Well..okay, an Agent may call you, but he’ll know your name and the name of your book, and you’ll have sent him a query.  Same with a publisher.  But no one, ever, is going to call you out of the blue, and suddenly want to sell your book. Spend that money on a marketer you’ve researched, conventions you can attend, or publishing a new book.

Don’t fall for the traps. We in the indie author community support you. Bounce these opportunities off us. Search any company that calls you. Chase your dream, but don’t let others take advantage of that dream.

Thanks for reading,

Matt

 

9 thoughts on “No One but You Wants to Sell Your Book: A Scam Warning

  1. I might call you, Weech, if I do Comic Con or another event, but I know you 😉 Seriously, though, I can’t wait to read Caught. It teases me every time I open my kindle. Soon, very, very, soon!

    I also wanted to add that we have to be careful even in our indie community. There are a lot of people trying to make money off authors, even other authors. It’s one thing for someone to say “Wanna share a booth cost at XYZ event?” and a totally different thing to have 50 authors sharing a booth for $200 each.

    It’s one thing for an author to say “Hey, I”m doing a local Indie author day, and if you send me 3-5 copies of your book, or your bookmarks, or whatever, I’d be happy to put them on display and if I make any sales, I’ll send you the proceeds.” and another thing entirely for them to say “For 50% of the proceeds” or “For $50, I’ll promote you at this event while I’m there.”

    Always do your research.

    Liked by 1 person

    1. That’s a great point! I’m blessed. I haven’t had too many issues with authors. The biggest frustration I’ve had from other authors is when they come to my booth trying to sell their books. It’s not that I’m against buying others’ books. I usually buy one or two books at each convention I go to (which should explain my current TBR number). But it feels like walking into Burger King and offering the cashier a sandwich. #nothowitworks. All but a small few of the authors I’ve met have been amazing. You are among the most fun to talk to, let a lone learn from and share ideas with.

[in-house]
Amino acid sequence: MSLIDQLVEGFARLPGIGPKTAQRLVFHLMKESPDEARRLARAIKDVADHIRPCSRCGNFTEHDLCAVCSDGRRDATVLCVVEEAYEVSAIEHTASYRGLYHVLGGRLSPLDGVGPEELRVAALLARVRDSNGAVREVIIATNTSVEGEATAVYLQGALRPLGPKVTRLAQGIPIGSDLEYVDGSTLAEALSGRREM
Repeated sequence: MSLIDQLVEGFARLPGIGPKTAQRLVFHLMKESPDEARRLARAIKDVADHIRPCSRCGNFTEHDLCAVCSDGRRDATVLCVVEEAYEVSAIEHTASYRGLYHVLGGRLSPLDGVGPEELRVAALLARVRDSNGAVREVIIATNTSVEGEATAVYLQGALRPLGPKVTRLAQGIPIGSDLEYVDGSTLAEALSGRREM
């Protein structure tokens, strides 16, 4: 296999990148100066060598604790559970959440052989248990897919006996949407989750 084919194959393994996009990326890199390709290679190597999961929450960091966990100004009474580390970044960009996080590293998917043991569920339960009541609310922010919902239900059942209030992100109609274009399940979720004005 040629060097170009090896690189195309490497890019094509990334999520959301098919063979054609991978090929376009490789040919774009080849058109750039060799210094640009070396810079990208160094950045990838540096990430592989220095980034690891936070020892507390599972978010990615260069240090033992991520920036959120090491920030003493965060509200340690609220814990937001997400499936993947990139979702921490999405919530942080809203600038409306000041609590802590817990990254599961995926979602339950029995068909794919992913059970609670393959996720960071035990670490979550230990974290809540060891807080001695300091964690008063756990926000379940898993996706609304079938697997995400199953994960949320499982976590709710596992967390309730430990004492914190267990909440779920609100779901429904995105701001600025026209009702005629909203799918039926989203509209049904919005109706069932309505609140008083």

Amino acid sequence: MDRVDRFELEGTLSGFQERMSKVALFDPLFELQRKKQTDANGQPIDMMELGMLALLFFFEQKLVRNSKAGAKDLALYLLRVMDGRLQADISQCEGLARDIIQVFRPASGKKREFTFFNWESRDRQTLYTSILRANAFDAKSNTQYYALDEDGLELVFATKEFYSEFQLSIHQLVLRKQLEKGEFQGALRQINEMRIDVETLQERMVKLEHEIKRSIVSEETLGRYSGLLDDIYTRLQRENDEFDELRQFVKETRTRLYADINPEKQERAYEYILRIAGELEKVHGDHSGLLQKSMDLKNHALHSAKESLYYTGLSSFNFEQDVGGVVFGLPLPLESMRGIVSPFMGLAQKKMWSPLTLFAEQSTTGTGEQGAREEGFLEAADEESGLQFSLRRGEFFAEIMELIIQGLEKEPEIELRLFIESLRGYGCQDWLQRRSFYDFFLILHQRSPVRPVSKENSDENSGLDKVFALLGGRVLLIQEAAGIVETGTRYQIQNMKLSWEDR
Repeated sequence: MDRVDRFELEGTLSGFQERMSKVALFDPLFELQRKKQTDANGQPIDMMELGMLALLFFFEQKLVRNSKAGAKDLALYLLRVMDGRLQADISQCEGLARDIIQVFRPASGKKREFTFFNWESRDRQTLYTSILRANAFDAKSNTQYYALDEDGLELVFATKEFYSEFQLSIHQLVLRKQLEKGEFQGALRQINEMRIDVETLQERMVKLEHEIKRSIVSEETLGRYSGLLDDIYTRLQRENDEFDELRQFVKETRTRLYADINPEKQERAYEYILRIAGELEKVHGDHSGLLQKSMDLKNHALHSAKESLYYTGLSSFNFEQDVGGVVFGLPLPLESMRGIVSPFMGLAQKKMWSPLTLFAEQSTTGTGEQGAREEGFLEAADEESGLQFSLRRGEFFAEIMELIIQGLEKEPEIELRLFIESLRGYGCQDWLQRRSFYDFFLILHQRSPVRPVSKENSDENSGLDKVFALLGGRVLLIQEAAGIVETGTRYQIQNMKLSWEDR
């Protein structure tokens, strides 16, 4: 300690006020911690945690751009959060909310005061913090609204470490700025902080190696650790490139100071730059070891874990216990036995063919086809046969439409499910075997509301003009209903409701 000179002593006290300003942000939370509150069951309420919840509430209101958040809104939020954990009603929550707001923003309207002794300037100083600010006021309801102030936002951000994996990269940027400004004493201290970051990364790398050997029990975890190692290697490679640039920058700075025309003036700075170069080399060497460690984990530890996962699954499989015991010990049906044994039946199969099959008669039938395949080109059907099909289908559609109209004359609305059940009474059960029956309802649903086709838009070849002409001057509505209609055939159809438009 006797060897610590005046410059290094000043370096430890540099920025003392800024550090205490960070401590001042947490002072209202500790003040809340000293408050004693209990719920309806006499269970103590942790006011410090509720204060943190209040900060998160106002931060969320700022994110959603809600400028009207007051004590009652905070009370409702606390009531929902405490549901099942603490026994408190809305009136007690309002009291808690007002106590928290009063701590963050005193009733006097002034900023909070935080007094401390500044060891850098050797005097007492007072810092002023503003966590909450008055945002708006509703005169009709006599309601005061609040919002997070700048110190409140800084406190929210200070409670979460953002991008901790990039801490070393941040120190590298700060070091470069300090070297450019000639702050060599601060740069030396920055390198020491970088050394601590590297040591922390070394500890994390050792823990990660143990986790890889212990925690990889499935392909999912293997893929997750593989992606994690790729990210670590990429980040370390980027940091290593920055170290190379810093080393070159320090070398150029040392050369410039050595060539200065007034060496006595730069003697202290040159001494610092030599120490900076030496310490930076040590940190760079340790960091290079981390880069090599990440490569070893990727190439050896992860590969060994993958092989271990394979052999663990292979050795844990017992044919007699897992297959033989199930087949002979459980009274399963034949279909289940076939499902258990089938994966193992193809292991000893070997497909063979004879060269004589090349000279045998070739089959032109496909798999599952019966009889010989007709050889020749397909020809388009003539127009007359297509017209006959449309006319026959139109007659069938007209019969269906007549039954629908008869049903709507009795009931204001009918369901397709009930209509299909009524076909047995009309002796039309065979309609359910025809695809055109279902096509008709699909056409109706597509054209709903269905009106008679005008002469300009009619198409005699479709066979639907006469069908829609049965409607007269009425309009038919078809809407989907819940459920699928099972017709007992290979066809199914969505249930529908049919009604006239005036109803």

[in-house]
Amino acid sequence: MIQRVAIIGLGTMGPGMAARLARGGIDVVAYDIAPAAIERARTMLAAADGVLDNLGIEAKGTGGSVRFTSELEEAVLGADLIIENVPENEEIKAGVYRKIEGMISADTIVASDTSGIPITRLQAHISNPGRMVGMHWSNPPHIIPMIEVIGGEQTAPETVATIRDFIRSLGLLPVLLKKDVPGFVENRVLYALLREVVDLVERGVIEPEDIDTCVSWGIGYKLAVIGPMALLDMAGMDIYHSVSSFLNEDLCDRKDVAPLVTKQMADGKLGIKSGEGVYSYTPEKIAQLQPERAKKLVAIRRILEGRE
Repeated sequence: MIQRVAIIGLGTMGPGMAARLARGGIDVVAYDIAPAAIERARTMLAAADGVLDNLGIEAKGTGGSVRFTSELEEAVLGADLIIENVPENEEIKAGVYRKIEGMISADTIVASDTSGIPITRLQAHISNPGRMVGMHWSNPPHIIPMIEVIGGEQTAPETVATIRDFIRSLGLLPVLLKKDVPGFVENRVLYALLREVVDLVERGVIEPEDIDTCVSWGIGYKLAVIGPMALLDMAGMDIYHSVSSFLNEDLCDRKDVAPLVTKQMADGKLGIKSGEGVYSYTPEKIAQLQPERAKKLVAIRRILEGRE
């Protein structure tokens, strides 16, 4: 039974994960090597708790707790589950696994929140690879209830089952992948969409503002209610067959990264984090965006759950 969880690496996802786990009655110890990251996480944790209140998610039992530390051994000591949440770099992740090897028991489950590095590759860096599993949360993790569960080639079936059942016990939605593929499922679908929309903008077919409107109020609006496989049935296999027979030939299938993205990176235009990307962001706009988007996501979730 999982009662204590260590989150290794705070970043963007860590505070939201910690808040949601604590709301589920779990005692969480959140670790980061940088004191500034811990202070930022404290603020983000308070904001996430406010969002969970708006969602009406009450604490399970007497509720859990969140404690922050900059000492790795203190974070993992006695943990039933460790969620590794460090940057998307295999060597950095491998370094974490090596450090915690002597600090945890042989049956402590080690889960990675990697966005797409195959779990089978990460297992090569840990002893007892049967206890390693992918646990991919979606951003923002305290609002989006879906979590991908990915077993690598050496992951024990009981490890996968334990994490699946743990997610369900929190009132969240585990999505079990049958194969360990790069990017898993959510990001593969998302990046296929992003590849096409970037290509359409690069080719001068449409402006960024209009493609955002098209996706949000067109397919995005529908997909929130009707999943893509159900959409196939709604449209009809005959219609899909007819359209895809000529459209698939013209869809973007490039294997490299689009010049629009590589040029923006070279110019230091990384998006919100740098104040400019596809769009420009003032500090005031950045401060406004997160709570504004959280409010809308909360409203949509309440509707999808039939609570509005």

Liked by 2 people

      1. Yeah, I would love to do more conventions, but they’re so dang expensive out here! SMH. Getting into the local community has been hard for me. Tons of authors in SLC. But I have really loved most of the authors I’ve met online, especially my brother from another mother, Weech 😉

        Liked by 1 person

  2. I give you kudos for even answering your phone or being as nice as you were. If I don’t know the number, I don’t answer the phone. They can leave a message if it’s important, and I’ll get back to them.

    Lately, AT&T has been sending people door to door. I won’t answer my door if I don’t know the person on the other side. A lesson drilled into me when I lived alone in New Orleans. So, they were waiting for people to get home from work and grab them while getting out of their cars. I said no thank you and closed the garage door in their face. Rude, maybe, but self-preservation prevails.

    Liked by 2 people

    1. I think it’s just cruel. Forceful sales tactics like that hurt the industry. We authors are in sales. But if people are put in a position where they have to defend themselves against sales, they carry that attitude with them. I don’t worry too much over hurting the feelings of those trying to take advantage of me.

      Liked by 2 people

  3. While I can’t remember the specific words, this reminds me of an old adage about how most people are in the business of making money, and they’re going to do things that serve their interests, which may or may not align with yours. It really is sad how many businesses use a model rooted in “tricking you” rather than honestly offering whatever services they are prepared to deliver, with a clear explanation of what they expect to get out of the exchange. I can’t help but wonder if the world might be a better place if no one wasted time trying to trick/swindle others out of their money, but there will always be some.
    Fortunately there are good people out there, and gradually we’re all able to build that network of kind, honest connections.
    Silver lining, the fact that they knew as much as they did shows that your name and your stories are achieving a level of notoriety to pop up on their radar. It’s a negative consequence of success, but it is a sign of success.
    Hope tomorrow is a better day.

    Liked by 2 people